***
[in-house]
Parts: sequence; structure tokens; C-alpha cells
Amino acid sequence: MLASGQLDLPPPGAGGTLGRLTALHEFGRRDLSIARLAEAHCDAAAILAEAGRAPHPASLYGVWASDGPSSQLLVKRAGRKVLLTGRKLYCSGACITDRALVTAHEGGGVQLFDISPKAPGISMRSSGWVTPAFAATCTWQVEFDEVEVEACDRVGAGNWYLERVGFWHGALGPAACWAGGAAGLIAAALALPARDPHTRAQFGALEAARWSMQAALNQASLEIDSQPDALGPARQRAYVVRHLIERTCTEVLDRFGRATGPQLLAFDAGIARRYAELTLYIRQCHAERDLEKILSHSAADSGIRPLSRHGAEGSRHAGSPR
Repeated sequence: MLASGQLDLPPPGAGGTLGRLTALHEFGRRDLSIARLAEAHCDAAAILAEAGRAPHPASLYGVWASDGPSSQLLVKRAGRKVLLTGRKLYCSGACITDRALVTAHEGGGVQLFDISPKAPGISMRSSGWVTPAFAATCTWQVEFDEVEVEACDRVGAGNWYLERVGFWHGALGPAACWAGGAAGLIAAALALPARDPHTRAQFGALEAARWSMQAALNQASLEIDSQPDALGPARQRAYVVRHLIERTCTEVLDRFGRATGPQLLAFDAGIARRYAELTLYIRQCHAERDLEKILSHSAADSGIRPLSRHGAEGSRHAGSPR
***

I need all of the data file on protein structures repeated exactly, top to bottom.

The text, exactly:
[in-house]
Parts: sequence; structure tokens; C-alpha cells
Amino acid sequence: MLASGQLDLPPPGAGGTLGRLTALHEFGRRDLSIARLAEAHCDAAAILAEAGRAPHPASLYGVWASDGPSSQLLVKRAGRKVLLTGRKLYCSGACITDRALVTAHEGGGVQLFDISPKAPGISMRSSGWVTPAFAATCTWQVEFDEVEVEACDRVGAGNWYLERVGFWHGALGPAACWAGGAAGLIAAALALPARDPHTRAQFGALEAARWSMQAALNQASLEIDSQPDALGPARQRAYVVRHLIERTCTEVLDRFGRATGPQLLAFDAGIARRYAELTLYIRQCHAERDLEKILSHSAADSGIRPLSRHGAEGSRHAGSPR
Repeated sequence: MLASGQLDLPPPGAGGTLGRLTALHEFGRRDLSIARLAEAHCDAAAILAEAGRAPHPASLYGVWASDGPSSQLLVKRAGRKVLLTGRKLYCSGACITDRALVTAHEGGGVQLFDISPKAPGISMRSSGWVTPAFAATCTWQVEFDEVEVEACDRVGAGNWYLERVGFWHGALGPAACWAGGAAGLIAAALALPARDPHTRAQFGALEAARWSMQAALNQASLEIDSQPDALGPARQRAYVVRHLIERTCTEVLDRFGRATGPQLLAFDAGIARRYAELTLYIRQCHAERDLEKILSHSAADSGIRPLSRHGAEGSRHAGSPR